Planet Nine's profile fleshed out
Astrophysicists have outlined what Planet Nine might be like - if indeed it exists.
In January, researchers at Caltech in the US suggested a large, additional planet might be lurking in the icy outer reaches of the Solar System.
Now, a team at the University of Bern in Switzerland has worked out what they say are upper and lower limits on how big, bright and cold it might be.
The study has been accepted by the journal Astronomy and Astrophysics.
Prof Mike Brown and Dr Konstantin Batygin made their case for the existence of a ninth planet in our Solar System orbiting far beyond even the dwarf world Pluto.
There are no direct observations of this much bigger object yet, but a search is now underway using the world's largest telescopes.
The California Institute of Technology (Caltech) scientists based their findings on the way other far-flung objects are seen to move.
This prompted the Bern team, Prof Christoph Mordasini and Esther Linder, to use computer simulations to work out basic characteristics for the hypothetical ninth planet.
The Bern-based astrophysicists assumed that Planet Nine was a smaller version of Uranus and Neptune - a small ice giant with an envelope of hydrogen and helium.
Using their planet evolution model, they calculated how parameters like the planetary radius or the brightness evolved over time since the Solar System formed 4.6 billion years ago.
Their results suggest that for a planet 10 times more massive than Earth (the estimate obtained by Brown and Batygin), it would have a diameter 7.5 times bigger than our planet's. They also estimate that its temperature would be an icy -226C (-375F).
"With our study, candidate Planet Nine is now more than a simple point mass, it takes shape - having physical properties," said Prof Mordasini.
Astronomers expect to discover Planet Nine about 700 times further out than the distance between the Earth and the Sun (over 100 billion km away). Here in the cold outer reaches of the Solar System, this ninth world would reflect very little sunlight.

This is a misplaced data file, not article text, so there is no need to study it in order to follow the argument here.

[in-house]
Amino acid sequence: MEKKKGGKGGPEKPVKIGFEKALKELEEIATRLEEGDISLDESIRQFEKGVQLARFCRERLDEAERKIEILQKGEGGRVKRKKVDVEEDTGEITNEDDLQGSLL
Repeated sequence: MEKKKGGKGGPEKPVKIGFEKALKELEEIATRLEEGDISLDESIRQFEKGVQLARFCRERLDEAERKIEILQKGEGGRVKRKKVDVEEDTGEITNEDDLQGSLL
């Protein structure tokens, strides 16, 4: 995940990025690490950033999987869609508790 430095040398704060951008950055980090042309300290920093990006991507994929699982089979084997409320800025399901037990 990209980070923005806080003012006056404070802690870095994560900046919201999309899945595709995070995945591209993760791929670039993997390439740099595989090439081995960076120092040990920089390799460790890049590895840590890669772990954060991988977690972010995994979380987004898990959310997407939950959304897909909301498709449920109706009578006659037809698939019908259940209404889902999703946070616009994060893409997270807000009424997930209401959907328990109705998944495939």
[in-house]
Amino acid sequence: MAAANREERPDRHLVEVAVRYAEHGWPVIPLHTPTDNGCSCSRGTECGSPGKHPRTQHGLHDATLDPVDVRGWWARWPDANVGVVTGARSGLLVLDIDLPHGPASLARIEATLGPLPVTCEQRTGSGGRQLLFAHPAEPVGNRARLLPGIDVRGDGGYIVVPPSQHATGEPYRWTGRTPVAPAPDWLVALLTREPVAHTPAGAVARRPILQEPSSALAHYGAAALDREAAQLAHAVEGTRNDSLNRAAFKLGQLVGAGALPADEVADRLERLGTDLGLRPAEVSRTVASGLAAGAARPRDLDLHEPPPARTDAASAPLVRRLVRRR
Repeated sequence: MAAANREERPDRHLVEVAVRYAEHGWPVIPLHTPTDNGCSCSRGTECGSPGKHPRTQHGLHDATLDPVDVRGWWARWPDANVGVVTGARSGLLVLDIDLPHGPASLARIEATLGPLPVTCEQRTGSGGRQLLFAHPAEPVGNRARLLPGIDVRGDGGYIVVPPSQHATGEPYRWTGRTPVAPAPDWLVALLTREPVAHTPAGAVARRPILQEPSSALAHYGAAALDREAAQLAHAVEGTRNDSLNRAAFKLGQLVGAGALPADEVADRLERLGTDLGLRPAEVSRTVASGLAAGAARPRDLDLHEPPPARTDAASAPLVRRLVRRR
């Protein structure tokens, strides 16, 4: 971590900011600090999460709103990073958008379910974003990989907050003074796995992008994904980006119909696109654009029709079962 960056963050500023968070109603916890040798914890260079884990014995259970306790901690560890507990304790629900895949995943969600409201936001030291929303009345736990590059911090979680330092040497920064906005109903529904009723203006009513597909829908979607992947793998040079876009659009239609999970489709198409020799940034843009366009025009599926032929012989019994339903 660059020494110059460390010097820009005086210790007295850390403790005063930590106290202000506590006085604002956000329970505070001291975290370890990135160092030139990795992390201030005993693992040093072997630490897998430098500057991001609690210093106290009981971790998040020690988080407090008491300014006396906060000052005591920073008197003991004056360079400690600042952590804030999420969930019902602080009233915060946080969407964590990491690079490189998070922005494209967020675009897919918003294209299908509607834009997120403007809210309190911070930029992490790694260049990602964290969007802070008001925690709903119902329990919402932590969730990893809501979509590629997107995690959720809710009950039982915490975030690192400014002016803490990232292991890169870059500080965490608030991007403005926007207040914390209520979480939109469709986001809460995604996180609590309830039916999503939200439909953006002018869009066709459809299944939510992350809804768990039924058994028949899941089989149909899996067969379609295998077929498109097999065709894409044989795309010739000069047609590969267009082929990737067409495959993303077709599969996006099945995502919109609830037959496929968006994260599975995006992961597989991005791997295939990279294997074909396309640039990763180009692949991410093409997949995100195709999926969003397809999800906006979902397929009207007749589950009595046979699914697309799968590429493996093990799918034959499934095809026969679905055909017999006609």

Instead, most of its emission would be internal heat from the core. This would make Planet Nine more easily detectable at infrared wavelengths than through optical telescopes.
And the work might explain why telescopes have failed to detect the object so far.
Mordasini and and Linder calculated the brightness of smaller and bigger planets on various orbits. They concluded that Planet Nine was probably too faint for past astronomical surveys to detect - especially if the object was near the farthest point of its orbit around the Sun.
But Nasa's Wide-field Infrared Survey Explorer (Wise) space telescope might have spotted a planet with a mass equal to 50 Earth masses or more.
"This puts forward an interesting upper mass limit for the planet," explained Ms Linder.
The Bern team's research assumes that Planet Nine formed from the same dense disk of dust and gas as the rest of our Solar System. But according to other researchers, Planet Nine could, in theory, have more exotic origins.
Alexander Mustill from the Lund Observatory in Sweden and colleagues have suggested that the distant world could be an exoplanet that formed around a nearby star and was later stolen by our Sun.
But other scientists - including Brown and Batygin - believe it's perfectly possible for Planet Nine to have emerged from the same maelstrom that produced the other worlds in our cosmic neighbourhood.
Brown and Batygin have stated that the ninth planet could have been the core of a gas giant that was ejected from the inner solar system early in its formation.
Their initial evidence for Planet Nine was based on the alignments among the icy worlds that populate the Kuiper Belt region in the outer Solar System - and in particular two of its larger members, known as Sedna and 2012 VP113.
These alignments, they argued, were best explained by the existence of a hitherto unidentified large planet.
Then, last month, the Outer Solar System Origins Survey (Ossos) announced the discovery of a new Kuiper Belt Object (KBO) on a very eccentric orbit.
This world - given the provisional name uo3L91 - was, according to Prof Brown, "exactly where Planet Nine says it should be".
In addition, Agnès Fienga at the Côte d'Azur Observatory in France and colleagues have presented evidence that a ninth planet could better explain the gravitational tug on Saturn's orbit, as observed by the Cassini spacecraft.
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